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This is traditionally the month when the average gardener has his or her mind less on doing the garden than on getting the most out of what summer weather we get. There are still jobs to be done which cannot be avoided – dead-heading, weeding, hoeing, feeding, watering in drought periods, and making sure all stakes, ties and other supports are provided where necessary and are in order – this is the month when thunderstorms usually start in earnest, and gardens where plant supports have been skimped can be laid flat in an hour. However, a lot of July gardening is more what you want to do, if you are keen, than what you have to do.

As far as the ornamental garden is concerned you can take cuttings of pelargoniums, either in the glasshouse, or in warm gardens, outside, and border carnations and pinks. Also cuttings of many perennials including pansies, and semi-ripe cuttings of most hardwood shrubs which will strike from cuttings, outside in pots in sheltered spots, or in a cold frame or greenhouse. Propagate roses also by budding. Propagate carnations, pinks and some shrubs by layering.

  • Prune early summer-flowering shrubs (philadelphus, weigela, etc.) as they finish flowering.
  • Dry herbs for storage.
  • Cut slow-growing and conifer hedges – beech, Leyland cypress, etc.
  • Cut the lawn but raise the blades again if the weather is very dry, and leave the clippings on.
  • the vegetable garden make the last successional sowings of quick-maturing varieties of peas, lettuces, radishes, carrots, etc., and thin out earlier sown crops.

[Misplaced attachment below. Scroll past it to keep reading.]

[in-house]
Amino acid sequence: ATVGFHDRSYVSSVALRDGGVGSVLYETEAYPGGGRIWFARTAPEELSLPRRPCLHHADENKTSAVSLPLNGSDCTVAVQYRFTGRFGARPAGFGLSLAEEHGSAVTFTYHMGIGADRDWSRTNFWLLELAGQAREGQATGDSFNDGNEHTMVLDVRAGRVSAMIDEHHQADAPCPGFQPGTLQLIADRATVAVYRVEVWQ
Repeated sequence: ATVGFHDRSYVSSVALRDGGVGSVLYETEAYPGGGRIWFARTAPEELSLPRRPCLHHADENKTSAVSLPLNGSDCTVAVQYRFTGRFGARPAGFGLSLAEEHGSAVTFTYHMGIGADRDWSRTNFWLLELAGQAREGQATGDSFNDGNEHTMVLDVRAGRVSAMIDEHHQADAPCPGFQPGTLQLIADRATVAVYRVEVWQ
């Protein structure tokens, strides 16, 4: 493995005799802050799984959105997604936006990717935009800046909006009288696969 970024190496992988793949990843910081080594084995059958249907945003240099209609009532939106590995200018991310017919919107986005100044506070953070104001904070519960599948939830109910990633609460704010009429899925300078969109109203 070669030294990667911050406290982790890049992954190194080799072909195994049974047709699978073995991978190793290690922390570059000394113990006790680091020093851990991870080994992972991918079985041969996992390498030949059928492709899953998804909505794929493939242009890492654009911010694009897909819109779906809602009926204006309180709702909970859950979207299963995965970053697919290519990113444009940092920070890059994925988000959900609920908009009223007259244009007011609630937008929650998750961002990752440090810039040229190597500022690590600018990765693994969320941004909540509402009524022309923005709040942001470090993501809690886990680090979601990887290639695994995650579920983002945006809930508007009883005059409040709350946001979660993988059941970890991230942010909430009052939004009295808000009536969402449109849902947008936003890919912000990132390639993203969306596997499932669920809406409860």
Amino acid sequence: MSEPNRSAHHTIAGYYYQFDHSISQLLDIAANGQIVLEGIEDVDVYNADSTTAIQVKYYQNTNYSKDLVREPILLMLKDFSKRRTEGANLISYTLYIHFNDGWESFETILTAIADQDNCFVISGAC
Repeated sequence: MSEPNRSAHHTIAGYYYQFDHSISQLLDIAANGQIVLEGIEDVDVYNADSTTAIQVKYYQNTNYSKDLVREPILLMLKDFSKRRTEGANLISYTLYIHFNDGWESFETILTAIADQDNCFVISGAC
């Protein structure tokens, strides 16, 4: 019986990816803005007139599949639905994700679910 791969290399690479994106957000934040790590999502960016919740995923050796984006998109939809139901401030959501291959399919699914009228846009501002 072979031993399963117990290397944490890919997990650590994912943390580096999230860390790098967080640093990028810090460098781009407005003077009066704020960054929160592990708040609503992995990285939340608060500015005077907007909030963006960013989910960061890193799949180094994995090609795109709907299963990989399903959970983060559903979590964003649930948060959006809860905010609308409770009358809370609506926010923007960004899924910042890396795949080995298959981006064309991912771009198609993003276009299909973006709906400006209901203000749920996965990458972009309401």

• Plant leeks and winter brassicas.
  • Pick and harvest crops as they become ready. Lift shallots and dry off thoroughly before storage. Harvest and dry off onions. Sow Japanese onions in northern areas.
  • Spray main-crop potatoes at 3-weekly intervals with Bordeaux mixture against potato blight.
  • Earth up celery.
  • fruit. Summer pruning of trained forms of top fruit may be done now.
  • Tidy up strawberries that have finished fruiting and make new plants by layering runners.
  • Finish pruning plums and cherries.
  • Prune blackcurrants.
  • Train wall peaches and nectarines, new blackberry and hybrid berry canes.
  • Cut out old raspberry canes and thin out and tie in new ones.
  • Support heavily laden branches of apples, pears and plums to make sure that they don’t split from the trunk with the weight.
  • Pick soft fruits as they ripen.
  • Sow cyclamen and any annuals required for autumn and winter flowering.
  • Gather tomatoes and other glasshouse vegetable crops as they become ready.
  • Remove yellowing leaves from tomatoes, cucumbers, etc.
  • Watch temperature, watering and humidity. Give regular liquid feeds.
  • Spray against pests and diseases.

Finally, be generous. If you take your holiday this month and are likely to be away for some time, let the neighbours have some of your peas and beans. They will not last indefinitely without getting too old to be really tasty, and you will be popular with your friends! Also, tell them they must pick your sweet peas – if they are not picked regularly, they will stop flowering. Do not forget cucumbers and courgettes, either, the plants will not make any more if they are not regularly picked.

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